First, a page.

Hurricanes, also known as tropical cyclones and typhoons, are large, spinning, low-pressure weather systems with high wind speeds. They form over warm, tropical or subtropical waters, like the Atlantic basin, the eastern North Pacific Ocean, and occasionally the central North Pacific Ocean.
Hurricane season falls from June 1 to November 30. These fierce storms cause damage to natural environments and property, and can be fatal to both wildlife and humans (especially recreational water users).
Storm surges are atypical increases in wave and water levels due to powerful storm winds, such as those of a hurricane, pushing water to the shore. Storm surges may cause coastal flooding and be deadly to those both near and far from the shore.
They are particularly dangerous in harbours and bays. If you see the water pull far away from shore, it may be moments from quickly coming back in far up the shore. When this happens, it’s a good idea to quickly get out of the way. Get as far away from the beach as you can, and get on the highest ground possible.
Storm tides happen when storm surges combine with the regularly occurring tide. Storm tides cause an extreme rise in water levels.
Together, strong wave and water action can erode coastlines. A single hurricane is able to clear away beaches and sand dunes. A beach may look very different (or may have disappeared entirely) when you head to the shore after a severe storm. Always use caution when walking on beaches after a hurricane, as erosion may have made the shore unstable.
Hurricanes generate extremely powerful winds. Hurricane winds create big, strong, dangerous waves that can be over 18 meters. Rip currents happen when violent winds push the water in the ocean against the shore. In fact, rip currents in an area sometimes mean that a hurricane is near. Even waves breaking far away from the hurricane itself can form fatal rip currents.
These channels of water trap and suck even experienced swimmers out to sea. To escape a rip current, swim parallel to the shore (rather than towards it) until you no longer feel the current’s pull.
Even if there is not a rip current or storm surge present, waters can get extremely rough when a Hurricane is nearby. In Barbados in 2017, a teenage professional surfer died surfing waves caused by Hurricane Irma.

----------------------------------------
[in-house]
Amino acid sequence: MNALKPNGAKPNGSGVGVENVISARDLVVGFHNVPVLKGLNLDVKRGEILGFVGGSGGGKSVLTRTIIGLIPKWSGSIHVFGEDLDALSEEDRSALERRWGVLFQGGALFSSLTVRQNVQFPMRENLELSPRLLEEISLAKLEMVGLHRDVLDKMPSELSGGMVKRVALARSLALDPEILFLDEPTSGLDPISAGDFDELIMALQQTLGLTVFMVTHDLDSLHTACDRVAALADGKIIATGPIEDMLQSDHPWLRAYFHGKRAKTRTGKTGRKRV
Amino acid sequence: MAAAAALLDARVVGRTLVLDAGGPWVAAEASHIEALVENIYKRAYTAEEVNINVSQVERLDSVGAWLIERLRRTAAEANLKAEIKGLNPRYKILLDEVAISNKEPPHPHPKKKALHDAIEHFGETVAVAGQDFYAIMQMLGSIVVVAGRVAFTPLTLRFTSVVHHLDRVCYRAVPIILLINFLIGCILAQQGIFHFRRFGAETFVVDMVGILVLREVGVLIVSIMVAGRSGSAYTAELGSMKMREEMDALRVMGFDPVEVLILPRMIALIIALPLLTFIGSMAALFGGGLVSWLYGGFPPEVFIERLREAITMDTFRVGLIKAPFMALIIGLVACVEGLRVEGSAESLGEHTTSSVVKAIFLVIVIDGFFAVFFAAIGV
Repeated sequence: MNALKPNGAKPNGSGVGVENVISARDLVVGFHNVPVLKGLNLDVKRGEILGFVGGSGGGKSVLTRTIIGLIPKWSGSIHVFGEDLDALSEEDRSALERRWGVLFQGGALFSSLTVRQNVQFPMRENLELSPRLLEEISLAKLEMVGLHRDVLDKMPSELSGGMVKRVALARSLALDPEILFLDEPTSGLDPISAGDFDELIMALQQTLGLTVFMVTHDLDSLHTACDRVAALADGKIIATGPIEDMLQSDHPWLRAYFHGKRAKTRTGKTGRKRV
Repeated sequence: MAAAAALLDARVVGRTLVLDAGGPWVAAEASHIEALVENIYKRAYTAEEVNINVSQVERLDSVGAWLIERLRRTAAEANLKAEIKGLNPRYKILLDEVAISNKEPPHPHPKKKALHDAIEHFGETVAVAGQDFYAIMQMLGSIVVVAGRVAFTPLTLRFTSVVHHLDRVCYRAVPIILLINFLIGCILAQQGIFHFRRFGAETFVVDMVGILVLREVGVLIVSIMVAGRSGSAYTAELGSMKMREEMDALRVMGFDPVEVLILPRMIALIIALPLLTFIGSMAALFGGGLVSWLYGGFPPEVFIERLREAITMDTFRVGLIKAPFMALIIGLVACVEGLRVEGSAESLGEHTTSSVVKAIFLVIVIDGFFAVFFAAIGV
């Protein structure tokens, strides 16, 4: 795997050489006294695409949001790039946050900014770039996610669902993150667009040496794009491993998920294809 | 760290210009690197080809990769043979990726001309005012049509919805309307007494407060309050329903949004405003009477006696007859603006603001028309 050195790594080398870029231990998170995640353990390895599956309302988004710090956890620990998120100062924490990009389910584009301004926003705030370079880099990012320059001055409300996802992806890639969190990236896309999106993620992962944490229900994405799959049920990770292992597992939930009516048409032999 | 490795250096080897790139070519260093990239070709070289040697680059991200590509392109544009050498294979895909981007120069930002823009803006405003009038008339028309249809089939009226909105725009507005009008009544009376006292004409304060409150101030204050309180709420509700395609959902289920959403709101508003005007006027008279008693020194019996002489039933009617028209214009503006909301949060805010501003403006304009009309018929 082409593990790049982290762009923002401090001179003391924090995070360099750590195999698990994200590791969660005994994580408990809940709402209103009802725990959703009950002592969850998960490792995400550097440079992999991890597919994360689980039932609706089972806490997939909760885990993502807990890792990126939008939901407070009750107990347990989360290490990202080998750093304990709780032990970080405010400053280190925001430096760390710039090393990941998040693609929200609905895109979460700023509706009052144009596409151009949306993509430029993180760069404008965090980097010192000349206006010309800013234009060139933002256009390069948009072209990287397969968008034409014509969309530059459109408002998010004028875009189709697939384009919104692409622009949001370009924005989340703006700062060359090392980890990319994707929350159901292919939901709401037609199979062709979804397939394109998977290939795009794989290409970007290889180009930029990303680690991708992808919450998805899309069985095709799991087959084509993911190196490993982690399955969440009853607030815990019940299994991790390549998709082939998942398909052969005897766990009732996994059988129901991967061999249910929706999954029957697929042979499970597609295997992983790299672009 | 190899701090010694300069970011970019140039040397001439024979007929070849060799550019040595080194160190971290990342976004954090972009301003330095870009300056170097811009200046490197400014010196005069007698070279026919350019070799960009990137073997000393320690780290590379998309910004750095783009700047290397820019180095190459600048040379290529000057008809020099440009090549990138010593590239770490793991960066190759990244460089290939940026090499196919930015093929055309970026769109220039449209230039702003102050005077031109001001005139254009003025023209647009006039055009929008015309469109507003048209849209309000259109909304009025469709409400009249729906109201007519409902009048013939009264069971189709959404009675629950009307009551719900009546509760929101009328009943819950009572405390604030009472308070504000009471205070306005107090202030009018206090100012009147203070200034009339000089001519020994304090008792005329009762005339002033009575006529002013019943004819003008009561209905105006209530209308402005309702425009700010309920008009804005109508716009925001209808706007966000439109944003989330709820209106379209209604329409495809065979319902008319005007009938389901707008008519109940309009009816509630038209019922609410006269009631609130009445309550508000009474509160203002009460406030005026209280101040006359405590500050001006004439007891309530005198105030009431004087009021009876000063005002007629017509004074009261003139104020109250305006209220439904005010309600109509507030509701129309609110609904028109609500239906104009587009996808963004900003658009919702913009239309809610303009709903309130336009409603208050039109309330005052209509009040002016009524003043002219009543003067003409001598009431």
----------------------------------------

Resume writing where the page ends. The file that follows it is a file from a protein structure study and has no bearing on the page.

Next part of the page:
It’s not only the water itself that poses a threat to people around hurricane season, but also what’s in the water.
Hurricanes sometimes cause coastal flooding, and floodwater often contains metal or glass fragments and other sharp objects that can puncture the skin, power lines, and other dangerous debris. When injured in the water, your body is exposed to whatever contaminants are present.
During hurricane season, all kinds of pollution enters the water. When Hurricane Katrina hit the U.S. in 2005, 575 spills of petroleum or hazardous chemicals happened and over 350,000 automobiles leaked gasoline and toxic fluids into flood waters, totalling about 10 million gallons of oil that entered the New Orleans Area Watershed.
When there is heavy rainfall, combined sewer systems can overflow, spilling untreated stormwater and sewage into waterbodies. A hurricane’s strong winds can also unsettle any pollution that is at the bottom of waterbodies.
When Hurricane Florence hit North Carolina in 2018, the heavy rains caused runoff from huge pig farms to bring staggering quantities of fecal matter to surrounding areas.
Even if the water looks clean after a hurricane, it frequently contains bacteria, pathogens, chemicals, and nutrients capable of making people very sick. It’s a good idea to wait at least two days to swim after heavy rainfall, and you should wait even longer after an extreme weather event like a hurricane.
At times, heavy rainfall during hurricanes leads to stormwater runoff, sewer overflows, and flooding. In turn, this brings excess nutrients into waterbodies, which can cause algae blooms. When certain algae blooms die off, they release toxins that make people sick from coming into contact with the water.
After Tropical Storm Gordon in 2018, the red tide in Florida intensified and spread to the Florida Panhandle. This harmful algae bloom can kill marine species, and threaten the health of humans, too. You can check the current status of Red Tide in Florida here.
Rising sea levels and warming sea temperatures are expected to exacerbate the effects of hurricanes, so it’s important to know how to stay safe during hurricane season as our climate changes.
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